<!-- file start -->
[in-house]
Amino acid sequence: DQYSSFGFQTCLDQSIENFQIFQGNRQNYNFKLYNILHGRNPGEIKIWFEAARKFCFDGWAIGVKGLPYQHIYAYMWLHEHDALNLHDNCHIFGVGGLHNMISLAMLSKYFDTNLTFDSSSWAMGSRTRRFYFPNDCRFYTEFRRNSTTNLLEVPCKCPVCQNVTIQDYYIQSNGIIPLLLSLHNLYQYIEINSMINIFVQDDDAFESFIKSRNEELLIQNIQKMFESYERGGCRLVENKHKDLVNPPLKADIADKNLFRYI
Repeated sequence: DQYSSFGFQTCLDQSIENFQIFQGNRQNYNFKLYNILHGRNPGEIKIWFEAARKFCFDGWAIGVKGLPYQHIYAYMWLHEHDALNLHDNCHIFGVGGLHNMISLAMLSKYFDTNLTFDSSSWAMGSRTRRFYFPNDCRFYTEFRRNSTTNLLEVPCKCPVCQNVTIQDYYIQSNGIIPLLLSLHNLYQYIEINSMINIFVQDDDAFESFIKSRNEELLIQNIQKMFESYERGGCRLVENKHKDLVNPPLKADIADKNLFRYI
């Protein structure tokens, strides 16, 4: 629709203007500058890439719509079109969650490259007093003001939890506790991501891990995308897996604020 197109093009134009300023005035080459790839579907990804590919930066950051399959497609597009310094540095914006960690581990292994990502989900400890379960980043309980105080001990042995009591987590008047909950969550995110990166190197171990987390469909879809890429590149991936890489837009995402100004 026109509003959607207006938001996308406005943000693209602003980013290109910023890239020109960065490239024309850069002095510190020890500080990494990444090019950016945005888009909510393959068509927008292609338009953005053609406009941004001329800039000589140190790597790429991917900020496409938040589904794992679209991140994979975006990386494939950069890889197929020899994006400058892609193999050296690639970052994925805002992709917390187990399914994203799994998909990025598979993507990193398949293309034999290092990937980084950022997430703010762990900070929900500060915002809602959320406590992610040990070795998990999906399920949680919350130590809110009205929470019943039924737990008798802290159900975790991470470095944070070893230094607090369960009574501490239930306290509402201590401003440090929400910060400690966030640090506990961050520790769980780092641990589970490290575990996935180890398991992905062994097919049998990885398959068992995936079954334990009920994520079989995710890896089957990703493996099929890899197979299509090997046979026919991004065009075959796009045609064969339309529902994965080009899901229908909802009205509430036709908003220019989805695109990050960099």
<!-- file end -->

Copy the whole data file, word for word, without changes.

[in-house]
Amino acid sequence: DQYSSFGFQTCLDQSIENFQIFQGNRQNYNFKLYNILHGRNPGEIKIWFEAARKFCFDGWAIGVKGLPYQHIYAYMWLHEHDALNLHDNCHIFGVGGLHNMISLAMLSKYFDTNLTFDSSSWAMGSRTRRFYFPNDCRFYTEFRRNSTTNLLEVPCKCPVCQNVTIQDYYIQSNGIIPLLLSLHNLYQYIEINSMINIFVQDDDAFESFIKSRNEELLIQNIQKMFESYERGGCRLVENKHKDLVNPPLKADIADKNLFRYI
Repeated sequence: DQYSSFGFQTCLDQSIENFQIFQGNRQNYNFKLYNILHGRNPGEIKIWFEAARKFCFDGWAIGVKGLPYQHIYAYMWLHEHDALNLHDNCHIFGVGGLHNMISLAMLSKYFDTNLTFDSSSWAMGSRTRRFYFPNDCRFYTEFRRNSTTNLLEVPCKCPVCQNVTIQDYYIQSNGIIPLLLSLHNLYQYIEINSMINIFVQDDDAFESFIKSRNEELLIQNIQKMFESYERGGCRLVENKHKDLVNPPLKADIADKNLFRYI
């Protein structure tokens, strides 16, 4: 629709203007500058890439719509079109969650490259007093003001939890506790991501891990995308897996604020 197109093009134009300023005035080459790839579907990804590919930066950051399959497609597009310094540095914006960690581990292994990502989900400890379960980043309980105080001990042995009591987590008047909950969550995110990166190197171990987390469909879809890429590149991936890489837009995402100004 026109509003959607207006938001996308406005943000693209602003980013290109910023890239020109960065490239024309850069002095510190020890500080990494990444090019950016945005888009909510393959068509927008292609338009953005053609406009941004001329800039000589140190790597790429991917900020496409938040589904794992679209991140994979975006990386494939950069890889197929020899994006400058892609193999050296690639970052994925805002992709917390187990399914994203799994998909990025598979993507990193398949293309034999290092990937980084950022997430703010762990900070929900500060915002809602959320406590992610040990070795998990999906399920949680919350130590809110009205929470019943039924737990008798802290159900975790991470470095944070070893230094607090369960009574501490239930306290509402201590401003440090929400910060400690966030640090506990961050520790769980780092641990589970490290575990996935180890398991992905062994097919049998990885398959068992995936079954334990009920994520079989995710890896089957990703493996099929890899197979299509090997046979026919991004065009075959796009045609064969339309529902994965080009899901229908909802009205509430036709908003220019989805695109990050960099």